Why I had to work at Camp Judson – Lisa’s Story

“For I know the plans I have for you,” declares the Lord. “Plans to prosper you and not to harm you, plans of hope and a future.” – Jeremiah 29:11

October 1, 2016 was supposed to be my wedding day. On June 6, 2016 my fiancé and I ended our relationship. Not only was every aspect of my life changed, but the future I had planned for so long was suddenly gone. Among the darkness of an overwhelming sense of uncertainty, there was a small faint light at the end of the tunnel and that light was Camp Judson.

Growing up I always imagined being a counselor at camp. Judson was a major role in shaping my faith and my relationship with God, what better place to work than that? Poor Kevin Saxton, Emily O’Malley and other staff members had tried getting me on staff since I was 20. But I always made excuses as to why I couldn’t work there: I wanted to spend my summer’s home from college with my mom, seeing my friends or making more money at other jobs, the list went on and on.

The real reason I never worked at camp was because my walk with God had never been easy and I always seemed to fall victim to my sins. Basically, I didn’t think I was a good enough Christian. Looking back at my memories as a camper, my counselors, the life guards and other staff members seemed like perfect followers of Christ and I didn’t dare compete with them.


Lisa and the indoor CSPs.

The summer of 2016 at the age of 24 I joined the staff not as a counselor but as head indoor CSP – and I came broken. I was washed up from an unequally yoked relationship, far from the person I wanted to be and was the last person you’d want leading kids to Christ.

I spent my first few weeks sobbing into the showers I was scrubbing and moping around the insanely hot dish room. Instead of sneaking into the air conditioned pantry like others did, I’d sneak outside the dining hall to cry.

Among all the crying, I also fasted. For 40 days I fasted during breakfast and sat on the small deck of the dining hall overlooking the lake and spent time with God. Sometimes I prayed, other times I journaled, but often I just sat in God’s presence. What I didn’t know then but realize now, was that ever so slowly I was un-quenching the Holy Spirit and allowing Him to awake within me.

As God gently began to heal my heart, the Spirit moved in those around me. One particular hard day in the dish room I broke down in front of my team of young teenagers. They encouraged me to leave and the one sixteen-year-old girl on staff comforted me outside. She told me she loved me, God loved me and instructed me to go and that they’d finish everything.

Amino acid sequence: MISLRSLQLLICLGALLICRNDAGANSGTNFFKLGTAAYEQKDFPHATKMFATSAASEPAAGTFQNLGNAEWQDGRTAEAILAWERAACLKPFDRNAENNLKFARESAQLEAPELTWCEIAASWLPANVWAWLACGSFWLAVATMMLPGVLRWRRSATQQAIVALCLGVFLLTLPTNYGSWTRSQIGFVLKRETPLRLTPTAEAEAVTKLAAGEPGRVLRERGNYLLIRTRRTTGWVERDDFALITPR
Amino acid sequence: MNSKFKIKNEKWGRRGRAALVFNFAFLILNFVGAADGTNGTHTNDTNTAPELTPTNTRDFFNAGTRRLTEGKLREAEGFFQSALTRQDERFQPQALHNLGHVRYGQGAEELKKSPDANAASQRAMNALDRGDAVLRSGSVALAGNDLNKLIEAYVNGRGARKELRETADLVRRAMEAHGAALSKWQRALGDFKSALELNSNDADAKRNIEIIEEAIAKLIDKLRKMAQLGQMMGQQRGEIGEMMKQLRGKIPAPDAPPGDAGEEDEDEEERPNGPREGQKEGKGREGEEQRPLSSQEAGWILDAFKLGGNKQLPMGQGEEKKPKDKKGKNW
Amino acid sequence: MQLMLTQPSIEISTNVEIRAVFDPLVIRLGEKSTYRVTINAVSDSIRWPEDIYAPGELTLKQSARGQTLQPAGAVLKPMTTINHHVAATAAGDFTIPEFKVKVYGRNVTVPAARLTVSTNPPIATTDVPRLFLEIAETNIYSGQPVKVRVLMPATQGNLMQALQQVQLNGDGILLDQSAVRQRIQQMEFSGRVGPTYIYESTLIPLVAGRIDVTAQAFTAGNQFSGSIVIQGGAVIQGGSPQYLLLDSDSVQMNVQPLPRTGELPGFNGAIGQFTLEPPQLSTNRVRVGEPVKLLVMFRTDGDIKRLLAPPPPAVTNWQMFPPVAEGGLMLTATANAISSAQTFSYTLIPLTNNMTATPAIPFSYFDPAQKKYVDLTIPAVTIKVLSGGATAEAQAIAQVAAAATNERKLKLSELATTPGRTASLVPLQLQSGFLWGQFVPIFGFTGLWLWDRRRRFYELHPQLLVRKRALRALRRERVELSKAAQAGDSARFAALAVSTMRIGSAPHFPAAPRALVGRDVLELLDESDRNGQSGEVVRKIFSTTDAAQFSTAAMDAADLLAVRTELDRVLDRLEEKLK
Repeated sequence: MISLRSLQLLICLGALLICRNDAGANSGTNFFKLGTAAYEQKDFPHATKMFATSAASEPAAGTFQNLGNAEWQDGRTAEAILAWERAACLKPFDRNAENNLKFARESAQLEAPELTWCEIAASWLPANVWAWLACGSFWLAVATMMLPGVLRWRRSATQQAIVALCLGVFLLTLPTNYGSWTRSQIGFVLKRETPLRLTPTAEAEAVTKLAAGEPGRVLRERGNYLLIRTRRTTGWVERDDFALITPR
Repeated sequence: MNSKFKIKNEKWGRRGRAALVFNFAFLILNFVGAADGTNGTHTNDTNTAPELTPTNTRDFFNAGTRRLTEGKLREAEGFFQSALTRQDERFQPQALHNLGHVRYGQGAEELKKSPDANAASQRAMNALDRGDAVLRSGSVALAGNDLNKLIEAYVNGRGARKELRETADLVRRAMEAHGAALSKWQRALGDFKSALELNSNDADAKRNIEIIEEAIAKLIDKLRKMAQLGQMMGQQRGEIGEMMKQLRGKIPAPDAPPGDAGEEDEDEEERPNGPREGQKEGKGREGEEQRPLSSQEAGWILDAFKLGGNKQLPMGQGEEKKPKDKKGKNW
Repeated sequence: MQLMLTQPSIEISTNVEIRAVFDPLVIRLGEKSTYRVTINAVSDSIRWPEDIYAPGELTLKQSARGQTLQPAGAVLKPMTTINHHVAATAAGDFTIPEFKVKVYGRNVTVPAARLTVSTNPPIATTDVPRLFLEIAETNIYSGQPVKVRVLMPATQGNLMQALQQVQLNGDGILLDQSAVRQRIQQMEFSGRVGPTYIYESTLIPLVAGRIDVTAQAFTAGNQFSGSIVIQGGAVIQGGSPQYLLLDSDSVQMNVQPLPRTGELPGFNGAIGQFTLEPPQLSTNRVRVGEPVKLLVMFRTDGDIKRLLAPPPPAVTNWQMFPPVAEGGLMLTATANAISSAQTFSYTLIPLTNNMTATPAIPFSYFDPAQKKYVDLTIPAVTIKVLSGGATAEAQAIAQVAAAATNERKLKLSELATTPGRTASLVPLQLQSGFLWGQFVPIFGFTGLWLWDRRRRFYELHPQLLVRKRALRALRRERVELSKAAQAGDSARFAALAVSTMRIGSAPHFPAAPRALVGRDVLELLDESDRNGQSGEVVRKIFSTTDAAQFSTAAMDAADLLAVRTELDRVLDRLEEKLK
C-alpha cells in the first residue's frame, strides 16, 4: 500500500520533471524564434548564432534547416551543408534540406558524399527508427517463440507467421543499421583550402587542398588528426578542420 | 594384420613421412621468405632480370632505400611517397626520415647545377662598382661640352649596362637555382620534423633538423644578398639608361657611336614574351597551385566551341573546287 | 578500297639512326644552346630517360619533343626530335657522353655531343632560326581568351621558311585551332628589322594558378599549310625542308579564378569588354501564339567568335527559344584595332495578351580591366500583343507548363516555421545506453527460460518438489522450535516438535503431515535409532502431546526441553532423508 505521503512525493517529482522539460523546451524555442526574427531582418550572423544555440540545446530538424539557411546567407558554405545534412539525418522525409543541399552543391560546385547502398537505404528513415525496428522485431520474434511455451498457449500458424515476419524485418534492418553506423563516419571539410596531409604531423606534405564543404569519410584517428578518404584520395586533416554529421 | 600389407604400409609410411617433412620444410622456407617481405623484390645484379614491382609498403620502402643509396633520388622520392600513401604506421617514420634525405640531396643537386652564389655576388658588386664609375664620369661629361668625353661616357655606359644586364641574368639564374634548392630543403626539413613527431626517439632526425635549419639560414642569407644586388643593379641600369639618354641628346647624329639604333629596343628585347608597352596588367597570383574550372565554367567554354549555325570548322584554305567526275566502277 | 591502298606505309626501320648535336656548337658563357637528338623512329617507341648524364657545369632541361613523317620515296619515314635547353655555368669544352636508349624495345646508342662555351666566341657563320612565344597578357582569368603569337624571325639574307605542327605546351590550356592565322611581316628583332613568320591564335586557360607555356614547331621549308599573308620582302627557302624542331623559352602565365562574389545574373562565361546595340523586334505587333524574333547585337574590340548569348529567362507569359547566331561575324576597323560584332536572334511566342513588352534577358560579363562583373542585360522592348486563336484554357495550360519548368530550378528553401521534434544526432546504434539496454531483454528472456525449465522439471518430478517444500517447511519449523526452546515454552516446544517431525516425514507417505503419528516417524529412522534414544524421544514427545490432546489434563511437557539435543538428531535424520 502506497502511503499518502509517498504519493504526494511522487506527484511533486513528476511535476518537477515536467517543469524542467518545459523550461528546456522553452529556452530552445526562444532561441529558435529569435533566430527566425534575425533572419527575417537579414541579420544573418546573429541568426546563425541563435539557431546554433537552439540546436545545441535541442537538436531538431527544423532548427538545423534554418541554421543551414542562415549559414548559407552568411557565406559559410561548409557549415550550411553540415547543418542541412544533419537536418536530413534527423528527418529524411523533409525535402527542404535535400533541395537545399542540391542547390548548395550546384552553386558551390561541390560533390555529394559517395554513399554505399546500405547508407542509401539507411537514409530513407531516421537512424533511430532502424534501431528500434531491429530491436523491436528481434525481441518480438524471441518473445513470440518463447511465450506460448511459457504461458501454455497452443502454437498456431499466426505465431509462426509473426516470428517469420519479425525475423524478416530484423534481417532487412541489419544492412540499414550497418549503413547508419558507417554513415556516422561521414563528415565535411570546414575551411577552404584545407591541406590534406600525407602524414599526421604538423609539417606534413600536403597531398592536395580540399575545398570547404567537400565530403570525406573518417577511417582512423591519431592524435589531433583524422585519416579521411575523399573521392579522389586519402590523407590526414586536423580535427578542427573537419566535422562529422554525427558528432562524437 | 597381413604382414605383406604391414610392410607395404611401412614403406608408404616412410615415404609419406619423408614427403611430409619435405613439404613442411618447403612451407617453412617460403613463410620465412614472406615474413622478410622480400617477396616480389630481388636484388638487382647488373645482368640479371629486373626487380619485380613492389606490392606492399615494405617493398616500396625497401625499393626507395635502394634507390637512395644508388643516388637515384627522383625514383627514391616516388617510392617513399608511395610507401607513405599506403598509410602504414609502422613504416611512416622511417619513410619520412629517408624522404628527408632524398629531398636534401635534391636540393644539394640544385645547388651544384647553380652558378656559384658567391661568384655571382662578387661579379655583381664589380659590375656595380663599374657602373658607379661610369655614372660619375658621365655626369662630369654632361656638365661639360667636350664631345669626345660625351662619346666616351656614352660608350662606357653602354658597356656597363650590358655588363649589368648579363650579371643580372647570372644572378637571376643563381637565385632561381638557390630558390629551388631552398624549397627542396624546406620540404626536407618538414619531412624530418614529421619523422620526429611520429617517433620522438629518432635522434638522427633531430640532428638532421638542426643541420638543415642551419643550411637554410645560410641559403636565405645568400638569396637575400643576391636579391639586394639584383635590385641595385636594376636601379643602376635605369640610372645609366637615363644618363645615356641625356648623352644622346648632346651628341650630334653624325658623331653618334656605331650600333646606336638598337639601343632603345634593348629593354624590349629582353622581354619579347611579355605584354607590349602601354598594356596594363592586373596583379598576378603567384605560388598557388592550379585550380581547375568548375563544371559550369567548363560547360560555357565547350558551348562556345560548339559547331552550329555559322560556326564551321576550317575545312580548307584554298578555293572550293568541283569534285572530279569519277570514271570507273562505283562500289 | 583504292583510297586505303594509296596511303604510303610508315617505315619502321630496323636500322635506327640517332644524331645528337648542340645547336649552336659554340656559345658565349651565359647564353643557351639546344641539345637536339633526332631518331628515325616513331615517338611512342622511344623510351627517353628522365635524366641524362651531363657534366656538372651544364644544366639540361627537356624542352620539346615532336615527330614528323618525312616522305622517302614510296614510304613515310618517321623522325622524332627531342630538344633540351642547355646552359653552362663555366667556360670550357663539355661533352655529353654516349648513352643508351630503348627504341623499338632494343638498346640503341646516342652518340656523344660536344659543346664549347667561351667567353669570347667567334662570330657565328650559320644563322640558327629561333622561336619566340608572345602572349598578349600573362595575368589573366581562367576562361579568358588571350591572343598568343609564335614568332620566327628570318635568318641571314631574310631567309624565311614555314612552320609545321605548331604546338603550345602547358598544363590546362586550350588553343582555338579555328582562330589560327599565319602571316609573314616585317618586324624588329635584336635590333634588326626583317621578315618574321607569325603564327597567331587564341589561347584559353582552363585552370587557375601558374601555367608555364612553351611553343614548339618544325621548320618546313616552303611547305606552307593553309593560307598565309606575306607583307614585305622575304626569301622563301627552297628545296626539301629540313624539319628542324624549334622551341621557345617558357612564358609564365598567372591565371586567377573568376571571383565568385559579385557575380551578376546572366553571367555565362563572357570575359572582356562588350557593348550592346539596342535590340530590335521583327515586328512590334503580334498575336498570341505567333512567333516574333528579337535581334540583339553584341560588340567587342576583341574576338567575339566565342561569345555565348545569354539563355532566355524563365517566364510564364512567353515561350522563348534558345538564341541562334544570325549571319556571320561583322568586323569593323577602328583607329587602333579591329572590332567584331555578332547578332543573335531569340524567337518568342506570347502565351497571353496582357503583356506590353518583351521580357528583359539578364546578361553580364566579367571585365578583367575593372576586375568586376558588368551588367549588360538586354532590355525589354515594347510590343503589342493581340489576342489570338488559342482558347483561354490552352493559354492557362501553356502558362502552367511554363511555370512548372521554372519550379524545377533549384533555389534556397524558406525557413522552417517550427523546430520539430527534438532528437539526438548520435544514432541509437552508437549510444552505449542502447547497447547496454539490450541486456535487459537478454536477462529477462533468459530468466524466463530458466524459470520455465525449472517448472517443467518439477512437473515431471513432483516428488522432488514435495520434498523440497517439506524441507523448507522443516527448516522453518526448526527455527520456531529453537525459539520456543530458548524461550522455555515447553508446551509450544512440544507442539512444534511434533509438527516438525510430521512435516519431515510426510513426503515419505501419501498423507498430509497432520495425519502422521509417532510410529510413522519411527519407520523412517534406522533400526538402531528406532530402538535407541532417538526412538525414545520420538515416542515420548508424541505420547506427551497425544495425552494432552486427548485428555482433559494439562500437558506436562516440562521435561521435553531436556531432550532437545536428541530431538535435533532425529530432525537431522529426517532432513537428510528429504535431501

Before I took the last minute position, two very capable individuals held the position. However in their remarkable discernment, the one declined the offer while the other backed out of it due to a change in plans. The two individuals ended up volunteering all summer long and I’m so blessed and grateful I got to work alongside them this summer.

A 20-year-old senior counselor also wormed her way into my heart by squirting me with pot shot, tackling me any chance she got and allowing me to cry on her shoulder on the days when the pain was too much. Although she’d never admit it, she says she’s lucky to have me as a role model – but I can tell you I learned quite a lot from her.


Kevin and Lisa after Lisa was baptized this summer.

I doubt campers ever had a clue of what I was going through and I learned a very valuable lesson, there are no perfect followers of Christ and those who were on staff when I was a camper were dealing with their own battles – I just never knew.

Towards the end of summer, I had completely surrendered to God. This was the scariest yet most satisfying thing I have ever done and continue to do daily. I’m so grateful to all of the staff, volunteers and directors for being so patient and loving towards me, whether it harmless fun of trying to toss me in the pond or a word of encouragement through the dish room window, it all meant more to me than you you’ll ever know.

I came to camp to begin the healing process but I received so much more than I ever could’ve imagined.

-By Lisa Conner

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